Kristof: Trump was right to strike Syria

President Donald Trump’s airstrikes against Syria were of dubious legality. They were hypocritical. They were impulsive. They may have had political motivations. They create new risks for the United States.

But most of all, they were right.

I’m deeply suspicious of Trump’s policies and competence, but this is a case where he is right and Barack Obama was wrong. Indeed, many of us believe that Obama’s worst foreign policy mistake was his passivity in Syria.

One of Trump’s problems is that he has lied so much and so often that he doesn’t have credibility at home or abroad in a foreign crisis like this. I likewise find it unnerving that he came to the right decision in an impulsive way. Should a president’s decisions about war really depend on the photos taken?

Yet for all my distrust of Trump’s motivations and capacity to execute a strategy, here’s why I believe he was right.

Since the horrors of mustard gas during World War I a century ago, one of the world’s more successful international norms has been a taboo on the use of chemical weapons. This is not just about Syria but also about deterring the next dictator from turning to sarin.

For an overstretched military, poison gas is a convenient way to terrify and subdue a population. The best way for the world to change the calculus is to show that use of chemical weapons carries a special price — such as a military strike on an airbase.

Paradoxically, Assad may have used chemical weapons because he perceived a green light from the Trump administration. In recent days, Rex Tillerson, Sean Spicer and Nikki Haley all suggested that it was no longer U.S. policy to push for his removal, and that may have emboldened him. That mistake made it doubly important for Trump to show that neither Assad nor any leader can get away with using weapons of mass destruction.

Many of my fellow progressives viscerally oppose any use of force, but I think that’s a mistake. I was against the Iraq War, but some military interventions save lives. The no-fly zone over northern Iraq in the 1990s is one example, and so are the British intervention in Sierra Leone and French intervention in Mali. It’s imprudent to reject any use of force categorically.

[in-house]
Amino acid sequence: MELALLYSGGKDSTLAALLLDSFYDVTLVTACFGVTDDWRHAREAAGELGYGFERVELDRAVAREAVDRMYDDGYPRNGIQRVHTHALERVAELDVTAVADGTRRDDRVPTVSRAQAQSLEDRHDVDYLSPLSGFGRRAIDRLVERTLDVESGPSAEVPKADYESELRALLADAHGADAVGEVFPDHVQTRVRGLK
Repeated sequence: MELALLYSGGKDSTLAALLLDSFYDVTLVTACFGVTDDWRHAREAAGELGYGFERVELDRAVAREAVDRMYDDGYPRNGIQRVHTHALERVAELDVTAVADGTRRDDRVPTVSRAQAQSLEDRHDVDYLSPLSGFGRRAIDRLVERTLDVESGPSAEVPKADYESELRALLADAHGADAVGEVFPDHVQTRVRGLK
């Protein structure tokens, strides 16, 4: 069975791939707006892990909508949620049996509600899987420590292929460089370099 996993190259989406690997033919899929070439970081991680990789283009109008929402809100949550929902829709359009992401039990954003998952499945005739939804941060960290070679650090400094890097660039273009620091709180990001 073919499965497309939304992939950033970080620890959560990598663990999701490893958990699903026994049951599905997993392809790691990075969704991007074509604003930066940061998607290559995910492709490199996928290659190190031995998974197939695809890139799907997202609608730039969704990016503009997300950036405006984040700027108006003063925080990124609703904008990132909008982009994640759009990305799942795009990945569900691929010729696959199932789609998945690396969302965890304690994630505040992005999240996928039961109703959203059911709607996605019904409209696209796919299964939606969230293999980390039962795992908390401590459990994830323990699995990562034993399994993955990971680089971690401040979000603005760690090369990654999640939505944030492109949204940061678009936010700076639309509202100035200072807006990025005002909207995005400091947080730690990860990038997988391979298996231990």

In Syria, the crucial question is what comes next.

There’s some bold talk among politicians about ousting Assad from Syria. Really? People have been counting on Assad’s fall for six years now, and he’s as entrenched as ever.

Moreover, air strips can be rebuilt, and if this was a one-time strike then the larger slaughter in Syria will continue indefinitely. But I’m hoping that the administration may use it as a tool to push for a cease-fire.

My proposed course in Syria is the same one that Hillary Clinton and many others have favored: missile strikes to ground Assad’s small air force. This should help end the barrel bombs and make Assad realize that he has no military solution, and that it’s time for negotiation. The most plausible negotiated outcome would be a long-term cease-fire and de facto partition of Syria, putting off reintegration until Assad is no longer around.

For all the legitimate concerns about the risks ahead, now again we just might have a window to curb the bloodshed in Syria. I’m glad Trump took the important first step of holding Assad accountable for using chemical weapons. But it’s all going to depend now on whether Trump, who so far has been a master of incompetence, can manage the far more difficult challenge of using war to midwife peace.

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